## Abstract

The metric Ramsey problem asks for the largest subset S of a metric space that can be embedded into an ultrametric (more generally into a Hilbert space) with a given distortion. Study of this problem was motivated as a non-linear version of Dvoretzky theorem. Mendel and Naor [29] devised the so-called Ramsey Partitions to address this problem, and showed the algorithmic applications of their techniques to approximate distance oracles and ranking problems. In this article, we study the natural extension of the metric Ramsey problem to graphs, and introduce the notion of Ramsey Spanning Trees. We ask for the largest subset S ⊆ V of a given graph G=(V, E), such that there exists a spanning tree of G that has small stretch for S. Applied iteratively, this provides a small collection of spanning trees, such that each vertex has a tree providing low stretch paths to all other vertices. The union of these trees serves as a special type of spanner, a tree-padding spanner. We use this spanner to devise the first compact stateless routing scheme with O(1) routing decision time, and labels that are much shorter than in all currently existing schemes. We first revisit the metric Ramsey problem and provide a new deterministic construction. We prove that for every k, any n-point metric space has a subset S of size at least n^{1-1/k} that embeds into an ultrametric with distortion 8k. We use this result to obtain the state-of-the-art deterministic construction of a distance oracle. Building on this result, we prove that for every k, any n-vertex graph G=(V, E) has a subset S of size at least n^{1-1/k}, and a spanning tree of G, that has stretch O(k log log n) between any point in S and any point in V.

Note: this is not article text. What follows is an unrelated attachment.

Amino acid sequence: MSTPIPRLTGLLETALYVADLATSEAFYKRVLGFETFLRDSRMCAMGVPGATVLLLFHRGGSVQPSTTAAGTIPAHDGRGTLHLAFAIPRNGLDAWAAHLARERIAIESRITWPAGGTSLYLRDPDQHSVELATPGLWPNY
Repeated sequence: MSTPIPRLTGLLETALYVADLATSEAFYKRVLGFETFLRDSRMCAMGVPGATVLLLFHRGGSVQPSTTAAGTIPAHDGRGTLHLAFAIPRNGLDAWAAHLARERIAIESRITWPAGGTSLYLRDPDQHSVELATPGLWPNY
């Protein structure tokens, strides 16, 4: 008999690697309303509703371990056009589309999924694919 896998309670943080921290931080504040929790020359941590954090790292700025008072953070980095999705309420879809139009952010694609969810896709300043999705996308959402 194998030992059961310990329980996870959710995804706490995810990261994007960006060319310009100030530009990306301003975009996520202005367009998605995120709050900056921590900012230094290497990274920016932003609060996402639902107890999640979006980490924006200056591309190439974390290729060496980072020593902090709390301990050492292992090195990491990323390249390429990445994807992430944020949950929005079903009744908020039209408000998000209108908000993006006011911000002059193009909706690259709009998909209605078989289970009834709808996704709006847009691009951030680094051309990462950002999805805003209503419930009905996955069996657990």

Original language | English |
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Article number | 19 |

Journal | ACM Transactions on Algorithms |

Volume | 16 |

Issue number | 2 |

DOIs | |

State | Published - Apr 2020 |

Externally published | Yes |

### Bibliographical note

Publisher Copyright:© 2020 ACM.

## Keywords

- Distortion
- compact routing
- distance oracles
- metric embedding
- spanning trees